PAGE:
How to get off the path toward mass extinction

The same day that another dead gray whale was found on Ocean Beach last week, news that onemillion plant and animal species are on the verge of extinction made international headlines.

The same day that another dead gray whale was found on Ocean Beach last week, news that one million plant and animal species are on the verge of extinction made international headlines.

The report published by the United Nations linked the unparalleled loss in biodiversity directly to human activity.

Looking around, it’s easy to see why. The San Francisco Bay’s historic coastal, wetland, riparian and woodland ecosystems are being paved over and converted into buildings, sprawling grass lawns and exotic gardens. These uses are sucking up water and crowding out the plants, bugs and animals that have called The City home for millennia. Globally, about three-quarters of Earth’s land and 85 percent of wetlands have been severely altered or lost according to the report.

“We all know this is happening,” Dr. Gretchen LeBuhn, a contributing author to the report and a faculty member at San Francisco State University, told me. “We’re managing the environment in such a way that’s going to lead to decreases in biodiversity.”

We can, and must, do better. San Franciscans are uniquely positioned to protect local endangered species, such as the Mission Blue butterfly, California red-legged frog and Western snowy plover, as well as other rare and threatened species that call The City home. We must keep our pets away from their critical habitats. We must refrain from using toxic pesticides. And we must use land better, including planting bug-friendly shrubs, grasses and flowers.

To help understand which native and non-native plants support the most biodiversity, LeBuhn is currently working with the Presidio Trust. Her research will guide the Presidio’s volunteers and staff, who have worked for decades to transform the former military post into a space Red tailed hawks, coyotes and gray foxes can still call home. The study can also help San Franciscans understand how to better manage our yards, parks and community spaces.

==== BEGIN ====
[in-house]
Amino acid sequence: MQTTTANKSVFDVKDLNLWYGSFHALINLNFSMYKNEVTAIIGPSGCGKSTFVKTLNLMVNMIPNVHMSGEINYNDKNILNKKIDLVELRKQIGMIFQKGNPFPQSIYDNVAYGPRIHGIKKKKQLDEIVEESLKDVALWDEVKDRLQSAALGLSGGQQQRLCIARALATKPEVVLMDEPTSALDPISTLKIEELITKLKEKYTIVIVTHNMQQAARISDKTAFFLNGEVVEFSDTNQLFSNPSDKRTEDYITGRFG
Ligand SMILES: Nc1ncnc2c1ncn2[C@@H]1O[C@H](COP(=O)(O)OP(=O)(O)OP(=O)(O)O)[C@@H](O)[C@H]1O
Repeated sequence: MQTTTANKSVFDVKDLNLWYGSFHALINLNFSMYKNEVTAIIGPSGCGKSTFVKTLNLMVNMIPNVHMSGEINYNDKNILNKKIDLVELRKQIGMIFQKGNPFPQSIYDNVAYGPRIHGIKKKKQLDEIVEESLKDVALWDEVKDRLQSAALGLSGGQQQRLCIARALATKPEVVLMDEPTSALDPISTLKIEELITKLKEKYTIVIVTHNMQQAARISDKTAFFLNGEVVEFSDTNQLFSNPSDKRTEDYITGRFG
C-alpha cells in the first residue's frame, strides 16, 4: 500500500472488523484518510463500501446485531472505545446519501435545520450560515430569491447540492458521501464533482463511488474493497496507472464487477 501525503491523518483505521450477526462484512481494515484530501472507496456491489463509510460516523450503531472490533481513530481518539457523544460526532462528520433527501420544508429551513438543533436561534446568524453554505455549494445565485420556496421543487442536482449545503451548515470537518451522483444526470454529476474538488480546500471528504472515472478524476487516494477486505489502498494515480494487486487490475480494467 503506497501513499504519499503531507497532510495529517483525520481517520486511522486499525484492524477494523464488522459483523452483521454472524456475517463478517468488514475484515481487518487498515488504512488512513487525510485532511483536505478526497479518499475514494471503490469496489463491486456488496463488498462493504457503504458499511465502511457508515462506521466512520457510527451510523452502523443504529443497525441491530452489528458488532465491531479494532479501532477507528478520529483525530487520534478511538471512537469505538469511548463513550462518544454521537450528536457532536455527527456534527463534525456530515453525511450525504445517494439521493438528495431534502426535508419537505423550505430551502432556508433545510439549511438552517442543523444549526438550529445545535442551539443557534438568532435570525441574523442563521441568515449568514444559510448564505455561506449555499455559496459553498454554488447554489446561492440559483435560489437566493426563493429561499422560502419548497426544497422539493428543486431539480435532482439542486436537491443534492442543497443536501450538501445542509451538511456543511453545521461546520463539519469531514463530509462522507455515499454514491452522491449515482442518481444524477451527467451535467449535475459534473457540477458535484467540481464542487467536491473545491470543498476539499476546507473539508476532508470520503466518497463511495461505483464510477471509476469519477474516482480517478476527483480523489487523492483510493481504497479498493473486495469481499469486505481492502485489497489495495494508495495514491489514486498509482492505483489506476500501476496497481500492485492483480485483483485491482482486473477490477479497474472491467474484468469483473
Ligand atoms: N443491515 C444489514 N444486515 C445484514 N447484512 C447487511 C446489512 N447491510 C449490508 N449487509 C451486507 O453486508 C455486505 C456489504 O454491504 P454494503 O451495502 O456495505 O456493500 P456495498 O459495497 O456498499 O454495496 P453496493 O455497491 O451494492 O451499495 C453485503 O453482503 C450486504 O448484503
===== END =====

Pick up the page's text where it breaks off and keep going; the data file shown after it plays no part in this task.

“There are still things that can be reversed,” Jonathan Young, a wildlife ecologist with the Presidio Trust, told me. “Environmental restoration and conservation is worthwhile.”

The Presidio has already seen success from its environmental efforts. Thompson Reach near Crissy Field, for example, was a monoculture, grass field when restoration began in 2005. The Presidio re-exposed, or “daylighted,” a historic creek that was piped underground and volunteers planted 35,000 seedlings representing 156 native plants. Today, the site is a butterfly “hotspot” with birds and animals using the lush habitat.

Like much of San Francisco, not every site at the Presidio lends itself to complete habitat restoration though. The park’s historic military buildings are federally protected. To maintain their historic character, the Presidio Trust is limited to landscaping with only approved native and non-native species.

Agency officials have asked LeBuhn to determine which of these plants supports the most biodiversity. She and Morgan Belle, a graduate student at San Francisco State University, are currently monitoring and collecting samples from plants to document pollinator use, as well as use by other insects, birds and mammals. The research, which should be completed next year, will provide a better understanding of which plants are the best to use in landscaping.

“My guess is that native plants will support greater biodiversity,” she told me. “There are a number of generalist pollinators who will visit any plant. But herbivores tend to have much more specific requirements.”

San Franciscans who care about the environment should follow the research. Local pollinator and herbivore insects may not like trees, shrubs and flowers native to Australia, Europe and Asia. If insects don’t use these plants for food or nesting, they could damage the ecosystem.

Bugs are a huge food source for birds, amphibians and some mammals. If they disappear, so do the species that rely on them.

But it’s still possible to reverse this path toward mass extinction. The successful eradication of invasive bullfrogs in the Yosemite Valley helped local populations of the California red-legged frogs rebound. Similarly, the 2015 demolition of the San Clemente Dam, which blocked the Carmel River since 1921, made space for local steelhead trout counts to grow.

In the San Francisco Bay area, using land better can give our non-human neighbors space to grow too.

Robyn Purchia is an environmental attorney, environmental blogger and environmental activist who hikes, gardens and tree hugs in her spare time. She is a guest opinion columnist and her point of view is not necessarily that of the Examiner. Check her out at

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